When my Time magazine renewal came in recently I decided not to renew. I had been paying about $29 a year and now it was $49, and I thought that too much. Then on Saturday I saw the new issue at my favorite bookstore and wanted to read it, but I passed on it thinking I’d need to learn to do without. Later that evening I had a V-8 moment where I imagined hitting my head. Hell, I have a Kindle and I can get Time from the Kindle store, I thought. It turns out subscribing to the Kindle version of Time is only $1.49 a month or about $18 a year.
Flipping on my Kindle I zoomed over to their store and subscribed and instantly saw a download completed message. A couple clicks later I was reading the article I saw at the bookstore about George Clooney being the last Hollywood star.
Then it occurred to me that I should check Time’s web site, and I’ll be damn if the whole article wasn’t there for free. Not only was the read for free it also included a video segment of George Clooney going into the writer’s crawl space looking for source of an alarm that had gone off unexpectedly. Seeing the video of a fancy movie star at the writer’s modest house for dinner doing ordinary things really did accent the piece. I could have had all of this for free.
The trouble is reading Time online isn’t exactly pleasurable, and reading the Kindle is, so I’m happy to pay for my Kindle copy. However, this experience reminded me of an article in the latest issue of Wired (hard copy $12 a year) called “Free! Why $0.00 is the Future of Business” – which I now link so you can read for free. Once again I wished I had this article on my Kindle. The Kindle is actually as near perfect for my eyes as I can imagine anything formatted for reading. Among all the little buttons at the bottom of online reading material I now wish there was a “Send to Kindle” button. It would be worth the dime Amazon charges for receiving such stuff.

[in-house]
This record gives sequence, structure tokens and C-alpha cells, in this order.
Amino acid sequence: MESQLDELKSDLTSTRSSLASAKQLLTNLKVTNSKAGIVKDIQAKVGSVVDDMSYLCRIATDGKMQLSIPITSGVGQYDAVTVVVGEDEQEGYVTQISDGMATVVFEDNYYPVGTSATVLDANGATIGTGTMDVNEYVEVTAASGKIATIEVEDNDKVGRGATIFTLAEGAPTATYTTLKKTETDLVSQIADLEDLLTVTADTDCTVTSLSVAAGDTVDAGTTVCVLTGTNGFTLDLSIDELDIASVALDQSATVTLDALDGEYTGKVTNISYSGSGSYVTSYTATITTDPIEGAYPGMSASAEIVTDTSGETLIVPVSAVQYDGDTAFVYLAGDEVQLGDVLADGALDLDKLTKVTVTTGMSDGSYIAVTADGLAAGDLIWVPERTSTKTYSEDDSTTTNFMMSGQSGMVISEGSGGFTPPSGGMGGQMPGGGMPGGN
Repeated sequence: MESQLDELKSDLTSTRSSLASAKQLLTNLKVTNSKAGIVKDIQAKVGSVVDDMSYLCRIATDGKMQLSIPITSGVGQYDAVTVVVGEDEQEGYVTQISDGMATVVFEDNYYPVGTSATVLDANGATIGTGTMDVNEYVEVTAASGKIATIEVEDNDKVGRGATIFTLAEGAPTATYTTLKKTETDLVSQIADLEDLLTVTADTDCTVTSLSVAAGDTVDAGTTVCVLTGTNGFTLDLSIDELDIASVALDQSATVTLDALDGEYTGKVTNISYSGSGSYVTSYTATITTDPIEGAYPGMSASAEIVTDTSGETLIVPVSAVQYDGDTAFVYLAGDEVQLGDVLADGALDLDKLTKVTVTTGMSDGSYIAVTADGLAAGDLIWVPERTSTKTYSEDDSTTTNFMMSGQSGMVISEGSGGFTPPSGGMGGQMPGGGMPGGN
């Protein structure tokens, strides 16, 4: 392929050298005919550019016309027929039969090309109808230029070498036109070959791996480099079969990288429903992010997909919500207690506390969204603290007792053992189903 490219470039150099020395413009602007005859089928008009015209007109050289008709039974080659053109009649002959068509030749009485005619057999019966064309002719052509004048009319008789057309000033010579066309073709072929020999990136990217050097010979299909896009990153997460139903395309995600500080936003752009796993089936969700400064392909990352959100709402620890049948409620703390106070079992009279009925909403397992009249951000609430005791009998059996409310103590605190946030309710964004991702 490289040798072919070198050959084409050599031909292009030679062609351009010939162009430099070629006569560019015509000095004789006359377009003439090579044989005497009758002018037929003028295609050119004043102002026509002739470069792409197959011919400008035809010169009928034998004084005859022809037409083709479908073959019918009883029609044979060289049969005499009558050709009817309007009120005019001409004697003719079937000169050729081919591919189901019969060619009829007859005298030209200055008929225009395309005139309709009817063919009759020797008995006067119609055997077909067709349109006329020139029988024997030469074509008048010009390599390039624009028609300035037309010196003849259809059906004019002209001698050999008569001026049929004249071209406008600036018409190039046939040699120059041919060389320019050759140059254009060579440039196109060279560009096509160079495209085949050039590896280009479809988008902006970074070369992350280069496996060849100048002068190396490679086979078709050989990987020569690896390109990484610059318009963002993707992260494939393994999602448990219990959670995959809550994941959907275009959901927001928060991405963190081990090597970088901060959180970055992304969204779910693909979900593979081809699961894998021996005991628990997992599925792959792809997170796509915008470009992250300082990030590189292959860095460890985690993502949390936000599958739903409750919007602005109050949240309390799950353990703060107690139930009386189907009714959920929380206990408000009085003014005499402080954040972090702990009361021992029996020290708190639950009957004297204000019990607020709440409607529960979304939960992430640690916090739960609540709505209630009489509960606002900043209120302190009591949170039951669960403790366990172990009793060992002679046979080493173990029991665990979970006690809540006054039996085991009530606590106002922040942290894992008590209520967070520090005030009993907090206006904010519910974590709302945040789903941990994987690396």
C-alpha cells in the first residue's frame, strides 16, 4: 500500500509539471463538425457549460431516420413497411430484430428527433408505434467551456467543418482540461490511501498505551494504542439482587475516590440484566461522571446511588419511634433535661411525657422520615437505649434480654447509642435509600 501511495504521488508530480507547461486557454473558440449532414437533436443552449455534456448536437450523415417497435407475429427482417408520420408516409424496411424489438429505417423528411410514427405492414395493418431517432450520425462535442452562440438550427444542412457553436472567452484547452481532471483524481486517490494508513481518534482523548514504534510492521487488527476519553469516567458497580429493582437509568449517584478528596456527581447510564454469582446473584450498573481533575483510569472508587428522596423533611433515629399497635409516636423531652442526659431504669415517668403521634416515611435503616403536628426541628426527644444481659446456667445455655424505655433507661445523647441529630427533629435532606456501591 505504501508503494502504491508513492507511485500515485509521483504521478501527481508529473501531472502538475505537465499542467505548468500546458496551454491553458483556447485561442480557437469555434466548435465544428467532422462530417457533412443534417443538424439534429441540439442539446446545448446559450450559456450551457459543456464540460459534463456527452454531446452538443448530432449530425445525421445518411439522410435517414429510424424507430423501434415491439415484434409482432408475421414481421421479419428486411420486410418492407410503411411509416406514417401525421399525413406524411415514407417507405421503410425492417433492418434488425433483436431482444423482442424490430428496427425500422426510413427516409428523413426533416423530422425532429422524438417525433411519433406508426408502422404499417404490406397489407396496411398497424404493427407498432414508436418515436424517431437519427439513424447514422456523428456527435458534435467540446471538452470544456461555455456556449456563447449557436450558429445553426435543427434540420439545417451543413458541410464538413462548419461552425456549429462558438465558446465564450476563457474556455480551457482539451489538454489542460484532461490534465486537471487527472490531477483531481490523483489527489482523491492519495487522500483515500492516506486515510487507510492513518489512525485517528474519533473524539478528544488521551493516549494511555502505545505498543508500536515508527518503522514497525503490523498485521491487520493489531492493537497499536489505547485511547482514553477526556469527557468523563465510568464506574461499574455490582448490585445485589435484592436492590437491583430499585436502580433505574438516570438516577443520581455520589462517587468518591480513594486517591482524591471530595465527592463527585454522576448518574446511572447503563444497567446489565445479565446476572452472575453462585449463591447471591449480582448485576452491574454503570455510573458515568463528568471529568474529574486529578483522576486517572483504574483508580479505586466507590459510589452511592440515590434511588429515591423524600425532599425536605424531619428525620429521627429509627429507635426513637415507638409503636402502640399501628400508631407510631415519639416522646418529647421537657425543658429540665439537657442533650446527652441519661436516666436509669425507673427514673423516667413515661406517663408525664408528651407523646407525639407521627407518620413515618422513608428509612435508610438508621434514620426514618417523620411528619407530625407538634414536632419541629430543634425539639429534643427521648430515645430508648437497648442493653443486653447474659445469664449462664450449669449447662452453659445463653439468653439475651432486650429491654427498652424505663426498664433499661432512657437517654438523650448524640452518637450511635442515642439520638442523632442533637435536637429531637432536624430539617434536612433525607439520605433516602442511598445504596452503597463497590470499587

We are really very close to having a paperless society that pundits have talked about every since I can remember. People always exclaim they hate reading off the computer screen even though they spend hours a day doing so. Now the Kindle offers a better way to read, even better than paper, and that starts to suggest going paperless is possible.
By the way, I kid you not when I say I prefer to read the Kindle over paper. If my paper material was formatted like the Kindle, paper would be fine, but modern layout artists format magazines for people with 20-15 vision. The typeface on the Kindle is sharp, large and the scan line is just a few inches across – very easy on the eyes.
I subscribe to a lot of magazines, most of which I only read a tiny fraction of each issue. All those trees cut down and processed with tons of water, power and dangerous chemicals so I can just flip through and read a few tidbits here and there. Now that’s wasteful. I’ve been feeling guilty for years, but with global warming I really feel terrible about such waste. I’ve decided it’s time to go paperless. Besides that I’m tired of carrying so much paper out to the curb for recycling.
I canceled the paper over the protest of my wife – we finally compromised and get just the Sunday edition, but I’m aiming to eliminate that too eventually. I hate to see newspapers lose business and carriers lose jobs, but we recycle pounds of newspaper after only reading ounces of pages. That’s just too wasteful. Now I’m on to finding new ways to read my magazines.